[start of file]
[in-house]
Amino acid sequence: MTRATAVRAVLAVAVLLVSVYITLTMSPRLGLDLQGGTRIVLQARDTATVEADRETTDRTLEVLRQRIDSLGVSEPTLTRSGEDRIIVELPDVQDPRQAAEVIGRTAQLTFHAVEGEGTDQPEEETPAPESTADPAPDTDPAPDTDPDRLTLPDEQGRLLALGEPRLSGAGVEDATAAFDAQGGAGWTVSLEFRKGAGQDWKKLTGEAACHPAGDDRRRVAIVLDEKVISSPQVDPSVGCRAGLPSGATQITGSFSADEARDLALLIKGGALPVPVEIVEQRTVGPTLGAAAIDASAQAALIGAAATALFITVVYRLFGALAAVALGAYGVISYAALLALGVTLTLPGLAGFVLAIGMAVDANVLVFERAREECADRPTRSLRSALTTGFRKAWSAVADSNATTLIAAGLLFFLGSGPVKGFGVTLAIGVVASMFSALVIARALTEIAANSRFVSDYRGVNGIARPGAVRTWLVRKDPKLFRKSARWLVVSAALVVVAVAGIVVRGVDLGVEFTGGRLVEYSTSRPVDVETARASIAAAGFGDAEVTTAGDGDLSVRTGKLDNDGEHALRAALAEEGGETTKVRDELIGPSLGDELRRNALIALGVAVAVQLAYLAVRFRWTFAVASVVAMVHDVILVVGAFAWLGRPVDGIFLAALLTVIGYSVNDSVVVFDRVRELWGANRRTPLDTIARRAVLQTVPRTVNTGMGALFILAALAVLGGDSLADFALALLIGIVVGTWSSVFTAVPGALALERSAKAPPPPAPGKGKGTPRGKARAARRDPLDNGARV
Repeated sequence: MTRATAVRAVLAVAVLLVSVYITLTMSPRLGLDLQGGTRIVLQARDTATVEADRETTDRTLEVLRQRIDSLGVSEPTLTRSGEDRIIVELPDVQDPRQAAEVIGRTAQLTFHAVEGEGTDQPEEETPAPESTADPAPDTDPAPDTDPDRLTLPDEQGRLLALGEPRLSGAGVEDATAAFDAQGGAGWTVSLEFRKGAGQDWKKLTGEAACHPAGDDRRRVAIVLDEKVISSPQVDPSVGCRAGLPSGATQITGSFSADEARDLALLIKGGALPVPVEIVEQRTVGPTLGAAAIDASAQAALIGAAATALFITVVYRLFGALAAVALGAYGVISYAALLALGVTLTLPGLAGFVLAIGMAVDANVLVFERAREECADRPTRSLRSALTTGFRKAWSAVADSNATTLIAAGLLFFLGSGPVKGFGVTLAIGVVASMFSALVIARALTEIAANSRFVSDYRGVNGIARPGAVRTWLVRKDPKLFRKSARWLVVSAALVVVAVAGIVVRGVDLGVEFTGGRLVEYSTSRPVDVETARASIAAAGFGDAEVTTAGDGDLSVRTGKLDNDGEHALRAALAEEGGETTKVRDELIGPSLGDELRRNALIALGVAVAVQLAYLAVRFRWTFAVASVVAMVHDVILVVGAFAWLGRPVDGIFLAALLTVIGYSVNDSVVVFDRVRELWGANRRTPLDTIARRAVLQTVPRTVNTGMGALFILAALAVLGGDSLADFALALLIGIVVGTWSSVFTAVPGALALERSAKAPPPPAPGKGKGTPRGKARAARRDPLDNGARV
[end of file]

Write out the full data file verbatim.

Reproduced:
[in-house]
Amino acid sequence: MTRATAVRAVLAVAVLLVSVYITLTMSPRLGLDLQGGTRIVLQARDTATVEADRETTDRTLEVLRQRIDSLGVSEPTLTRSGEDRIIVELPDVQDPRQAAEVIGRTAQLTFHAVEGEGTDQPEEETPAPESTADPAPDTDPAPDTDPDRLTLPDEQGRLLALGEPRLSGAGVEDATAAFDAQGGAGWTVSLEFRKGAGQDWKKLTGEAACHPAGDDRRRVAIVLDEKVISSPQVDPSVGCRAGLPSGATQITGSFSADEARDLALLIKGGALPVPVEIVEQRTVGPTLGAAAIDASAQAALIGAAATALFITVVYRLFGALAAVALGAYGVISYAALLALGVTLTLPGLAGFVLAIGMAVDANVLVFERAREECADRPTRSLRSALTTGFRKAWSAVADSNATTLIAAGLLFFLGSGPVKGFGVTLAIGVVASMFSALVIARALTEIAANSRFVSDYRGVNGIARPGAVRTWLVRKDPKLFRKSARWLVVSAALVVVAVAGIVVRGVDLGVEFTGGRLVEYSTSRPVDVETARASIAAAGFGDAEVTTAGDGDLSVRTGKLDNDGEHALRAALAEEGGETTKVRDELIGPSLGDELRRNALIALGVAVAVQLAYLAVRFRWTFAVASVVAMVHDVILVVGAFAWLGRPVDGIFLAALLTVIGYSVNDSVVVFDRVRELWGANRRTPLDTIARRAVLQTVPRTVNTGMGALFILAALAVLGGDSLADFALALLIGIVVGTWSSVFTAVPGALALERSAKAPPPPAPGKGKGTPRGKARAARRDPLDNGARV
Repeated sequence: MTRATAVRAVLAVAVLLVSVYITLTMSPRLGLDLQGGTRIVLQARDTATVEADRETTDRTLEVLRQRIDSLGVSEPTLTRSGEDRIIVELPDVQDPRQAAEVIGRTAQLTFHAVEGEGTDQPEEETPAPESTADPAPDTDPAPDTDPDRLTLPDEQGRLLALGEPRLSGAGVEDATAAFDAQGGAGWTVSLEFRKGAGQDWKKLTGEAACHPAGDDRRRVAIVLDEKVISSPQVDPSVGCRAGLPSGATQITGSFSADEARDLALLIKGGALPVPVEIVEQRTVGPTLGAAAIDASAQAALIGAAATALFITVVYRLFGALAAVALGAYGVISYAALLALGVTLTLPGLAGFVLAIGMAVDANVLVFERAREECADRPTRSLRSALTTGFRKAWSAVADSNATTLIAAGLLFFLGSGPVKGFGVTLAIGVVASMFSALVIARALTEIAANSRFVSDYRGVNGIARPGAVRTWLVRKDPKLFRKSARWLVVSAALVVVAVAGIVVRGVDLGVEFTGGRLVEYSTSRPVDVETARASIAAAGFGDAEVTTAGDGDLSVRTGKLDNDGEHALRAALAEEGGETTKVRDELIGPSLGDELRRNALIALGVAVAVQLAYLAVRFRWTFAVASVVAMVHDVILVVGAFAWLGRPVDGIFLAALLTVIGYSVNDSVVVFDRVRELWGANRRTPLDTIARRAVLQTVPRTVNTGMGALFILAALAVLGGDSLADFALALLIGIVVGTWSSVFTAVPGALALERSAKAPPPPAPGKGKGTPRGKARAARRDPLDNGARV